LIVE: Protests continue in downtown Milwaukee
Hub for reliable, timely news about COVID-19 pandemic

Contact 6: Con men – How modern day pirates earn their booty

This is an archived article and the information in the article may be outdated. Please look at the time stamp on the story to see when it was last updated.
Data pix.

MILWAUKEE (WITI) -- Some con men live the high life -- enjoying luxury cars, large homes and anything money can buy. FOX6's Contact 6 profiles one of these con men -- showing how these modern day pirates earn their booty -- who they rip off and how they get caught.

"He has been perpetrating this fraud for many years," U.S. Postal Inspector Jan Kostka said.

Selling pirated copies of the multimedia Adobe software on eBay.

"The suspect was selling the software at 20%-25% discount," Kostka said.

Postal inspectors began tracking the suspect after thousands of complaints came into Adobe's anti-piracy group. They went undercover -- setting up internet profiles on eBay to buy the bogus software and test it for authenticity.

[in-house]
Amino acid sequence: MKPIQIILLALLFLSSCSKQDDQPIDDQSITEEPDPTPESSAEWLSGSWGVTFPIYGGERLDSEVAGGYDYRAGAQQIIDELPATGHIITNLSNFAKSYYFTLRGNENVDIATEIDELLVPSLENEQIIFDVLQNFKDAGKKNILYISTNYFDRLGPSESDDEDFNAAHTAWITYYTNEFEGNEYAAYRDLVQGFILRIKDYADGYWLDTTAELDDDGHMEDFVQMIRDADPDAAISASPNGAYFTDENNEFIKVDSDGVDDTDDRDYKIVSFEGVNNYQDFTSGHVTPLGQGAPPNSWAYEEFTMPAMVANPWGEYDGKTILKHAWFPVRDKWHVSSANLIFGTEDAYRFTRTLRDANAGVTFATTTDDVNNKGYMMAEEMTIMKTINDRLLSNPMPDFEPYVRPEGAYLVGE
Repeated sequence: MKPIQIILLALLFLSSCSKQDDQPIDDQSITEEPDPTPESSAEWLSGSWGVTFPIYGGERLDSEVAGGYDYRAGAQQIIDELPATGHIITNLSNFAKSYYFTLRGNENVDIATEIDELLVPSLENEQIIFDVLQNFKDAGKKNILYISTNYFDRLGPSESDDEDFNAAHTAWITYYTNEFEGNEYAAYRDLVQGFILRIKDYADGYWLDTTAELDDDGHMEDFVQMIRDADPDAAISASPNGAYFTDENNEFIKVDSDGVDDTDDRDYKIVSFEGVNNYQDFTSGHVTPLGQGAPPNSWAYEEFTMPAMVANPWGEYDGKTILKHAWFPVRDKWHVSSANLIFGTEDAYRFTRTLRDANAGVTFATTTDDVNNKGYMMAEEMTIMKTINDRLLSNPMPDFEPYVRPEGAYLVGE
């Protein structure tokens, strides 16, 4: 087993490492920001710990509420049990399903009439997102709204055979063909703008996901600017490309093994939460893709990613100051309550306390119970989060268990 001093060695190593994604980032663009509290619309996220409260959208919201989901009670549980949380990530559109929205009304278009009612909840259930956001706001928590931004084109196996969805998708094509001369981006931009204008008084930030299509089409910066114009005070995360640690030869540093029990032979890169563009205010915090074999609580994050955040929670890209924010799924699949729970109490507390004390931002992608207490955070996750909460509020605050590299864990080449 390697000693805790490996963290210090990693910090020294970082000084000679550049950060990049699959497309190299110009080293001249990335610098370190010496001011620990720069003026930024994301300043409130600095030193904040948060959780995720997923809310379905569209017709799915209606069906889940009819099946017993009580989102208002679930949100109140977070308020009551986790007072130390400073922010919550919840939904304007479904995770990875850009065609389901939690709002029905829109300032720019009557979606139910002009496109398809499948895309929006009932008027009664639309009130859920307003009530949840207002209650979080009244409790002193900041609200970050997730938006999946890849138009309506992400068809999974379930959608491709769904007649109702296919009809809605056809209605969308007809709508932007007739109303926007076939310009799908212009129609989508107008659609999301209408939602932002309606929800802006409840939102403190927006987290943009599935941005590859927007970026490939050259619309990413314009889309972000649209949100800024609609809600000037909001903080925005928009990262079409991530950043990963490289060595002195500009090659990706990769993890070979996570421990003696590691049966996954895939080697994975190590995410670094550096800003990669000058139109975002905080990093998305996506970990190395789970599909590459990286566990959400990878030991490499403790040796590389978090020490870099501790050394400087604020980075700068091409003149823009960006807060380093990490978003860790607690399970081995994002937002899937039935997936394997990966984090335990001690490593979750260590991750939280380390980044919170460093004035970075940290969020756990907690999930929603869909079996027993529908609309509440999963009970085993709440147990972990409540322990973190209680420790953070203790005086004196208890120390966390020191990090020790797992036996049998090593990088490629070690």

They quickly realized the suspect was making a fortune!

"He went from $0 dollars a month to $42,000 a month and is able to provide a lavish lifestyle," Kostka said.

That included luxury cars, a high-end Mercedes, BMW and Pontiac GTO -- and that's not all.

"We seized $144,000 in cash, numerous counterfeit boxes of software, high speed CD duplicator," Kostka said.

What they found most troubling about this case...

"The ease with which my suspect was able to take somebody else`s brilliance and hard work and turn it into easy profit for himself and an undeserving lifestyle and how long he got away with it," Kostka said.

Postal inspectors say that's what consumers should keep in mind when they consider buying a deeply discounted item that it's likely pirated.

A company or an individual found using unlicensed software and violating copyright laws can pay damages of up to $150,000 for each software title copied.

While it might benefit them and the con man, someone else is being harmed.

Notice: you are using an outdated browser. Microsoft does not recommend using IE as your default browser. Some features on this website, like video and images, might not work properly. For the best experience, please upgrade your browser.